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Showing posts from September, 2018

From the Archives (2003): Inverted Totalitarianism by Sheldon Wolin

From the Archives: Inverted Totalitarianism, by Sheldon Wolin
The Nation MAY 19, 2003 ISSUE
The war on Iraq has so monopolized public attention as to obscure the regime change taking place in the Homeland. We may have invaded Iraq to bring in democracy and bring down a totalitarian regime, but in the process our own system may be moving closer to the latter and further weakening the former. The change has been intimated by the sudden popularity of two political terms rarely applied earlier to the American political system. “Empire” and “superpower” both suggest that a new system of power, concentrated and expansive, has come into existence and supplanted the old terms. “Empire” and “superpower” accurately symbolize the projection of American power abroad, but for that reason they obscure the internal consequences. Consider how odd it would sound if we were to refer to “the Constitution of the American Empire” or “superpower demo…

John McCain: The View from the Middle East, By As`ad AbuKhalil - Special to Consortium News, September 4, 2018

Being on the deadly end of his policies, many Arabs view John McCain in a very different way than the U.S. mass media has presented him.  

By As`ad AbuKhalilSpecial to Consortium News

It is not unusual that Arabs and Americans look at the same event from divergent lenses. Take, for instance, a scene from John McCain’s 2008 presidential campaign when he told  a woman in the audience who had called Obama an Arab: “No, Ma`am. He is not an Arab. He’s a decent family man.”  That brief exchange has been tweeted and retweeted thousands of time in the last few days following McCain’s death. It has been promoted by people in mainstream media (and think tanks and academia) as evidence of the civility, “classiness”, and lack of prejudice of McCain.  Yet, Arabs saw something entirely different in that exchange.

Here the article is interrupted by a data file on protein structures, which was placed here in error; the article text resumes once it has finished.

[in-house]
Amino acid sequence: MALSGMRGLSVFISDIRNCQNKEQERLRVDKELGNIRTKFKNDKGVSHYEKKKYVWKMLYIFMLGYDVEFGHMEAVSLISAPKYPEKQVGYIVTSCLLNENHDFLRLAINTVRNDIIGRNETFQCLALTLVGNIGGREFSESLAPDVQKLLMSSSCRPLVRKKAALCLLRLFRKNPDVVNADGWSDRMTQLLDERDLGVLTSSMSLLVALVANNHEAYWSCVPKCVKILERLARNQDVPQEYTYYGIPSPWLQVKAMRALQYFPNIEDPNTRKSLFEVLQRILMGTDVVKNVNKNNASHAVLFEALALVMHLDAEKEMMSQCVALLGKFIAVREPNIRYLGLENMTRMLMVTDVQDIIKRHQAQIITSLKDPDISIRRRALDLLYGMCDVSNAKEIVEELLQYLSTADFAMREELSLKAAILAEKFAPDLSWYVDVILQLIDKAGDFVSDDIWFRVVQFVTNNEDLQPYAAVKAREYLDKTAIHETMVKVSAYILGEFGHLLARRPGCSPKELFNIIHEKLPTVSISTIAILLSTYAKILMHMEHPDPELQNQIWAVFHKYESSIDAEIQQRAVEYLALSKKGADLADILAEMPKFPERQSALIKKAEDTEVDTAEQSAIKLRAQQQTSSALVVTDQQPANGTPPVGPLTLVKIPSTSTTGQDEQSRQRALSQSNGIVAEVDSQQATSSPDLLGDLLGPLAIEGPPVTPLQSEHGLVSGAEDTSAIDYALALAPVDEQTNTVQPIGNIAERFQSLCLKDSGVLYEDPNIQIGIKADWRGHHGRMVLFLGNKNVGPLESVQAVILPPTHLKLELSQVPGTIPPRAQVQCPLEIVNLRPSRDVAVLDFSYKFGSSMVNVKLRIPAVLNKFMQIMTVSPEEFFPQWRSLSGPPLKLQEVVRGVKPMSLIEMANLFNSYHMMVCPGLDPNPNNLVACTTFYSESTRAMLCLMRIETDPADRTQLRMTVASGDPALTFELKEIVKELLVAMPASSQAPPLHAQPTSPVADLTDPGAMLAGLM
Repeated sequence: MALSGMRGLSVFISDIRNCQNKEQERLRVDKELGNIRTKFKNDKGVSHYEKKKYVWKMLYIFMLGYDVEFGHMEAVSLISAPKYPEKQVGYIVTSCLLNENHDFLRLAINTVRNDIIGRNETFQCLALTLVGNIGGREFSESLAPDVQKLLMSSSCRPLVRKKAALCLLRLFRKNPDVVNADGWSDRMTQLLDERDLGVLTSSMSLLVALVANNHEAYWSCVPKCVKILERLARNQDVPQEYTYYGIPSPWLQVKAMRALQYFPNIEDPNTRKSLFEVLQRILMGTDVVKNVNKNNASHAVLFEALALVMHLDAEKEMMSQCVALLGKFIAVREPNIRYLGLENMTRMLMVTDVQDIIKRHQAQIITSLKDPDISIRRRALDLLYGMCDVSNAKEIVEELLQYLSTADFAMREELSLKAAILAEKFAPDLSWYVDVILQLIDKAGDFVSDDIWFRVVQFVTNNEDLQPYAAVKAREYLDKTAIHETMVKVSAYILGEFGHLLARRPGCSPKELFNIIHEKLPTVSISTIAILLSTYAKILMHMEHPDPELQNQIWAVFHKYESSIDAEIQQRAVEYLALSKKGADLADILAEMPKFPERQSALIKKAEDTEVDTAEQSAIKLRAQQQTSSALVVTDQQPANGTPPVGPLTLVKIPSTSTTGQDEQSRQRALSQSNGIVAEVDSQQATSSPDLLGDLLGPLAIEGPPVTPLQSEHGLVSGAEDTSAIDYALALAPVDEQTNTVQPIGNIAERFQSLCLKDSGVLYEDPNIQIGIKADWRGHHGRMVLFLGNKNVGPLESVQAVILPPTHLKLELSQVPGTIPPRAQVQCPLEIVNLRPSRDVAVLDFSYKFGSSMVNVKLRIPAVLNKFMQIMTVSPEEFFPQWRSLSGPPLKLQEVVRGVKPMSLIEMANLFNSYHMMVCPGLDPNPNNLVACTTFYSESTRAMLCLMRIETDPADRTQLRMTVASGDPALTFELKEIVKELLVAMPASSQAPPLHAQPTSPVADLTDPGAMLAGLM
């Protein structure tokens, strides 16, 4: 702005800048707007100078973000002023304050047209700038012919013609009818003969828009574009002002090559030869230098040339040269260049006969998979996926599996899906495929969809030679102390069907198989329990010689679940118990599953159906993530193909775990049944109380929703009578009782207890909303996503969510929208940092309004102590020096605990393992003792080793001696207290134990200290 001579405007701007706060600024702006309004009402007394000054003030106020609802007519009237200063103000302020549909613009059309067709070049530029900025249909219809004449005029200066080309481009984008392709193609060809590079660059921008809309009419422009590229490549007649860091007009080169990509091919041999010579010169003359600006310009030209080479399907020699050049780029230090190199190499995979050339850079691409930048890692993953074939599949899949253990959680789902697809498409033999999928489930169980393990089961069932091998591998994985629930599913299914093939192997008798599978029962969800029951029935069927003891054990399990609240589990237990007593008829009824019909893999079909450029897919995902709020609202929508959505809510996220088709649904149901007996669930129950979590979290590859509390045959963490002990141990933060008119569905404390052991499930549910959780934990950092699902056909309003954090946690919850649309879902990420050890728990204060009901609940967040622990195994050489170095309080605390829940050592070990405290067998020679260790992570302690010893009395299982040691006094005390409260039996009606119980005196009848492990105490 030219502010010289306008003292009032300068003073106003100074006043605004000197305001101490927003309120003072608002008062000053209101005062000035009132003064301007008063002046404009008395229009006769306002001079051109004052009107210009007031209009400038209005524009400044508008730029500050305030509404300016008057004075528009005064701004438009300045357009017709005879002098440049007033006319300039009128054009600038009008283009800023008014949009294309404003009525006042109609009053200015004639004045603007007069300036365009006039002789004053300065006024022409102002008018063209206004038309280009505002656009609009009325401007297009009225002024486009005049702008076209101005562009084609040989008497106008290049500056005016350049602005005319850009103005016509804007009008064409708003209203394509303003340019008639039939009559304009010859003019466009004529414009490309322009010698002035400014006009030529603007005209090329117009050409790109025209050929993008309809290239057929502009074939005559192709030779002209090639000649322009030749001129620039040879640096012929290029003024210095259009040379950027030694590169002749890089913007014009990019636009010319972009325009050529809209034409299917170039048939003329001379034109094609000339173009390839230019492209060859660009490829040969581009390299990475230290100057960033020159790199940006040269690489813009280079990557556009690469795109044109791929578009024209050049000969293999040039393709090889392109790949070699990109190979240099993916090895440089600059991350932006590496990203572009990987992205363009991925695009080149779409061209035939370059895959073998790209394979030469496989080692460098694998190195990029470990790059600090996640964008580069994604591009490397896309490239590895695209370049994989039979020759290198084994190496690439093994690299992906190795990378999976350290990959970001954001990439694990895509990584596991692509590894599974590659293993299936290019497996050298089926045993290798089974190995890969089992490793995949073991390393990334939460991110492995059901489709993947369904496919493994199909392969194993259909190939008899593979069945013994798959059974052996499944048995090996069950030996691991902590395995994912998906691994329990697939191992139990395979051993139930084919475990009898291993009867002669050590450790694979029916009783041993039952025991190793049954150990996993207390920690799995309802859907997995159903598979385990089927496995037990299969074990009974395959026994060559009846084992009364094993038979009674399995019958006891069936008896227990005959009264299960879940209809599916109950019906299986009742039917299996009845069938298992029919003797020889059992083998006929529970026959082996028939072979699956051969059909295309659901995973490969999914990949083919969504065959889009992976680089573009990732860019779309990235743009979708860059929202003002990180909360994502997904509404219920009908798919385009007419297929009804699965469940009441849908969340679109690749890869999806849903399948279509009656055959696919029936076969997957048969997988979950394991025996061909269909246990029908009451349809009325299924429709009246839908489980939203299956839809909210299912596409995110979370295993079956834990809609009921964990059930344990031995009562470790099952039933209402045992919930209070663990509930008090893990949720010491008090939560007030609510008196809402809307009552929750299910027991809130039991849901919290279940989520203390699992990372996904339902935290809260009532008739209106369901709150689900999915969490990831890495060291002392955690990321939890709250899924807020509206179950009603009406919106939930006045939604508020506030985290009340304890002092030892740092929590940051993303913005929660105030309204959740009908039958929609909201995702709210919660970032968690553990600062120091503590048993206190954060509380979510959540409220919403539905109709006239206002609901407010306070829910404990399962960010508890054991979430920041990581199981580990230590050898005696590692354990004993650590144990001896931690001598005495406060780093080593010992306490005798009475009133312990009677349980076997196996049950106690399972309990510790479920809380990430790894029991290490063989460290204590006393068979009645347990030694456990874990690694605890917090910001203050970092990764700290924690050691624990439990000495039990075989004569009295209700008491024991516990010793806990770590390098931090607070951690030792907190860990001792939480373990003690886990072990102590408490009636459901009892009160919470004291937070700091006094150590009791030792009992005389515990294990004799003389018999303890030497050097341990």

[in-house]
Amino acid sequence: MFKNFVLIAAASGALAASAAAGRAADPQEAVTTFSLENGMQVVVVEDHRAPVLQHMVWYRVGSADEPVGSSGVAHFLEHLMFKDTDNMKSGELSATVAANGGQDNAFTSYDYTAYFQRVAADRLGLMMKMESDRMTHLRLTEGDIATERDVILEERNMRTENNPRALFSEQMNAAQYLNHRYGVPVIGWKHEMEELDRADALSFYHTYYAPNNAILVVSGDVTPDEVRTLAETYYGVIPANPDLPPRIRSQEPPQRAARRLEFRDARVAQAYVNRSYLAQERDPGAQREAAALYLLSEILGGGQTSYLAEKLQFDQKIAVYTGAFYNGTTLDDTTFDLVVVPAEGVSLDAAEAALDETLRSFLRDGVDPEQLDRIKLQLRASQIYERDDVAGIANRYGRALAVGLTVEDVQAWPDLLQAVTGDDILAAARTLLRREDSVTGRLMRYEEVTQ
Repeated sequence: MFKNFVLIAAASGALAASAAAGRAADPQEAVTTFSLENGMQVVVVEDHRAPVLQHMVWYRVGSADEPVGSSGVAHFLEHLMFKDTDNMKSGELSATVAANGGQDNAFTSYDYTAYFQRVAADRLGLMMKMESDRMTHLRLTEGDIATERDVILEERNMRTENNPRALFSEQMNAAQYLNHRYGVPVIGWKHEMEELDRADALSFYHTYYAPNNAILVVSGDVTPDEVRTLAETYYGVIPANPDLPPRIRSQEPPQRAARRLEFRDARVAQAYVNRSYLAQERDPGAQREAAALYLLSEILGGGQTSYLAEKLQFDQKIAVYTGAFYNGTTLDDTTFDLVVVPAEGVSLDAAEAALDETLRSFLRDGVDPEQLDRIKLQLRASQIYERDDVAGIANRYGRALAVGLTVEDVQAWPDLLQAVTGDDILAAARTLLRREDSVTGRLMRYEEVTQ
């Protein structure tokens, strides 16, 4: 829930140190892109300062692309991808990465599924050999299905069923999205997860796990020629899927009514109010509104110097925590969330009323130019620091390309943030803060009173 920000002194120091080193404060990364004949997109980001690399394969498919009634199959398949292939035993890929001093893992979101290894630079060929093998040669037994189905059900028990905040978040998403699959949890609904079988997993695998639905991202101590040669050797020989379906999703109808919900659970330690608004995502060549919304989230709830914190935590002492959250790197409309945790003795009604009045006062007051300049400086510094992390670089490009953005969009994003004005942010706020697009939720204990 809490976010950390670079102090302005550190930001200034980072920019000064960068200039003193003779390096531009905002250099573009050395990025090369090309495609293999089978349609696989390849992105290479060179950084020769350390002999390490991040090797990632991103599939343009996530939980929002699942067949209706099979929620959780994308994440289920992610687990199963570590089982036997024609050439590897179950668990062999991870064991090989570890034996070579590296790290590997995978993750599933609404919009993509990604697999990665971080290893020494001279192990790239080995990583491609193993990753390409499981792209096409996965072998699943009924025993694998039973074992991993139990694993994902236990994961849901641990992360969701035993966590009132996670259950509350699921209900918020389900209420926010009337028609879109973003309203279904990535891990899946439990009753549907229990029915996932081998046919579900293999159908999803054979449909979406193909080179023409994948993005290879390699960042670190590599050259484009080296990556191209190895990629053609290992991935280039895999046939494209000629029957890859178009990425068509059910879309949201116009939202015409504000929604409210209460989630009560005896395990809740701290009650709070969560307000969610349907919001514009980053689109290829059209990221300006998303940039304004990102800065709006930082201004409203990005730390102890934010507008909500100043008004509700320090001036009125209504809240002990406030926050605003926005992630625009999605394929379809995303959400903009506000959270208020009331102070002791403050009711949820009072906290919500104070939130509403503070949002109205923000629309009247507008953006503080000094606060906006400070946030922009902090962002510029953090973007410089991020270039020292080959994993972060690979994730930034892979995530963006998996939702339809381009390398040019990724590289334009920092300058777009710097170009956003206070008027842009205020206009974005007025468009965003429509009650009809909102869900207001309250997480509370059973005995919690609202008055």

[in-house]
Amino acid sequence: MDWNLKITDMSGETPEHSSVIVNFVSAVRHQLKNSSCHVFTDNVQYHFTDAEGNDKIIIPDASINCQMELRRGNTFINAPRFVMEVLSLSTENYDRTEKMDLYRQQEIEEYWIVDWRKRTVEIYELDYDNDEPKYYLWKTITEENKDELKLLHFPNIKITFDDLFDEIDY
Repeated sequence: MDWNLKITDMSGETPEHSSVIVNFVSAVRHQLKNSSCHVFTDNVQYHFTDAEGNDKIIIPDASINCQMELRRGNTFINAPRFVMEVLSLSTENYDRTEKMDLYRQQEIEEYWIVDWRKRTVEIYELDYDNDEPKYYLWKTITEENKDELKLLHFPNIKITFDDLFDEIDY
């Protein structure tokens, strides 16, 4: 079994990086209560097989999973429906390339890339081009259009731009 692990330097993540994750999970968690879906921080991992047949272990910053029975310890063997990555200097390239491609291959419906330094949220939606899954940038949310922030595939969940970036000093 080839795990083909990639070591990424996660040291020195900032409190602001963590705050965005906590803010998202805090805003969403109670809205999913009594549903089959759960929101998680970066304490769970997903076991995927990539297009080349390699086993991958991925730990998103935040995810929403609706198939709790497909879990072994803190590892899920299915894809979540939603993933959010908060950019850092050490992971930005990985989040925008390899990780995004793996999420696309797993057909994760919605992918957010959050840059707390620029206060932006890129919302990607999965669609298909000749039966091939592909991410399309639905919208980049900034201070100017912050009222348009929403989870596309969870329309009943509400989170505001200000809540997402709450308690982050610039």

They saw bigotry from McCain, who was denying that Obama was Arab in the same way one denies that someone is a Nazi.  He clearly implied that an Arab can’t be a decent family man.  In fact, …

Like frogs in a slowly boiling pot, Americans are finally realizing how dire their labor situation is, By HAROLD MEYERSON, LA Times, SEP 03, 2018

Like frogs in a slowly boiling pot, Americans are finally realizing how dire their labor situation is
By HAROLD MEYERSON, LA Times, SEP 03, 2018 
SEP 03, 2018 | 11:20 AM

Labor union members in a protest outside the Ronald Reagan Medical Center at UCLA on May 8. (Los Angeles Times)

The Labor Question is back, big-time. The term came into use around the turn of the 20thcentury; it was a shorthand way of asking: What should be done about the working class’ smoldering discontent in the wake of industrialization? The anger was palpable, made manifest in waves of worker revolts that stretched from the nationwide rail strike of 1877 through the general strikes of 1919.
Not all the battles were fought in the plants and in the streets. Progressive state legislatures in the early 20th century enacted laws setting minimum wages and limiting the hours women and children could be compelled to work; the courts routinely struck them down, and just as routinely short-circuited strikes by imposing jail s…